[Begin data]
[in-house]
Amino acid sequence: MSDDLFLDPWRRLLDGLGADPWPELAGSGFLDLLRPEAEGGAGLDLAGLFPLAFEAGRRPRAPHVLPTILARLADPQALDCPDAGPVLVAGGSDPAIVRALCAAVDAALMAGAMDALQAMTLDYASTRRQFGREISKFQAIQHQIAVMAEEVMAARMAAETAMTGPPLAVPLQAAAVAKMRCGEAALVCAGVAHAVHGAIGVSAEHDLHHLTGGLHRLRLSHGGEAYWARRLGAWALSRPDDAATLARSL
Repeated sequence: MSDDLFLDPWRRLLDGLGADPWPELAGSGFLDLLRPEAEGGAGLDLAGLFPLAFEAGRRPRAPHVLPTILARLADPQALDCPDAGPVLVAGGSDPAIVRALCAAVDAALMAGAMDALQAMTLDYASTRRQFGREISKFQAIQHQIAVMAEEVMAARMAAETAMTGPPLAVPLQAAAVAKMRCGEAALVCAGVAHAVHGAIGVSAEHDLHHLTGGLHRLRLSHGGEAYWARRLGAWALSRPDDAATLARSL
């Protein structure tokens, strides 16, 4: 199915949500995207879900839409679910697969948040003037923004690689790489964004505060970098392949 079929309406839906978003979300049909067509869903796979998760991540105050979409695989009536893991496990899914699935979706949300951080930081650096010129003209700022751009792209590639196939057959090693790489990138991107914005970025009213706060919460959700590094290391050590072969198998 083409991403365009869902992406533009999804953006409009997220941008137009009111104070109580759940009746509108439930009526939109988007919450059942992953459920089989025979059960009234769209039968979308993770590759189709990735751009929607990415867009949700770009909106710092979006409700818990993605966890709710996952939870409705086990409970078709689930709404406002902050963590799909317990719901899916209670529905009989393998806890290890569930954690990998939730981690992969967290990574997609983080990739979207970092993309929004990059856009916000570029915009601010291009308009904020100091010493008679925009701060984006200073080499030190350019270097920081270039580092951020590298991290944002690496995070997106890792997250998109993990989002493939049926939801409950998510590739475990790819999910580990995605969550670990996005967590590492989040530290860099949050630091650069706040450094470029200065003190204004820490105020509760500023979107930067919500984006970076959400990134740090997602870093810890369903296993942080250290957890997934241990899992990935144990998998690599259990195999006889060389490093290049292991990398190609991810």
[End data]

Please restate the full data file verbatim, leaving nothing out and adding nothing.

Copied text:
[in-house]
Amino acid sequence: MSDDLFLDPWRRLLDGLGADPWPELAGSGFLDLLRPEAEGGAGLDLAGLFPLAFEAGRRPRAPHVLPTILARLADPQALDCPDAGPVLVAGGSDPAIVRALCAAVDAALMAGAMDALQAMTLDYASTRRQFGREISKFQAIQHQIAVMAEEVMAARMAAETAMTGPPLAVPLQAAAVAKMRCGEAALVCAGVAHAVHGAIGVSAEHDLHHLTGGLHRLRLSHGGEAYWARRLGAWALSRPDDAATLARSL
Repeated sequence: MSDDLFLDPWRRLLDGLGADPWPELAGSGFLDLLRPEAEGGAGLDLAGLFPLAFEAGRRPRAPHVLPTILARLADPQALDCPDAGPVLVAGGSDPAIVRALCAAVDAALMAGAMDALQAMTLDYASTRRQFGREISKFQAIQHQIAVMAEEVMAARMAAETAMTGPPLAVPLQAAAVAKMRCGEAALVCAGVAHAVHGAIGVSAEHDLHHLTGGLHRLRLSHGGEAYWARRLGAWALSRPDDAATLARSL
């Protein structure tokens, strides 16, 4: 199915949500995207879900839409679910697969948040003037923004690689790489964004505060970098392949 079929309406839906978003979300049909067509869903796979998760991540105050979409695989009536893991496990899914699935979706949300951080930081650096010129003209700022751009792209590639196939057959090693790489990138991107914005970025009213706060919460959700590094290391050590072969198998 083409991403365009869902992406533009999804953006409009997220941008137009009111104070109580759940009746509108439930009526939109988007919450059942992953459920089989025979059960009234769209039968979308993770590759189709990735751009929607990415867009949700770009909106710092979006409700818990993605966890709710996952939870409705086990409970078709689930709404406002902050963590799909317990719901899916209670529905009989393998806890290890569930954690990998939730981690992969967290990574997609983080990739979207970092993309929004990059856009916000570029915009601010291009308009904020100091010493008679925009701060984006200073080499030190350019270097920081270039580092951020590298991290944002690496995070997106890792997250998109993990989002493939049926939801409950998510590739475990790819999910580990995605969550670990996005967590590492989040530290860099949050630091650069706040450094470029200065003190204004820490105020509760500023979107930067919500984006970076959400990134740090997602870093810890369903296993942080250290957890997934241990899992990935144990998998690599259990195999006889060389490093290049292991990398190609991810």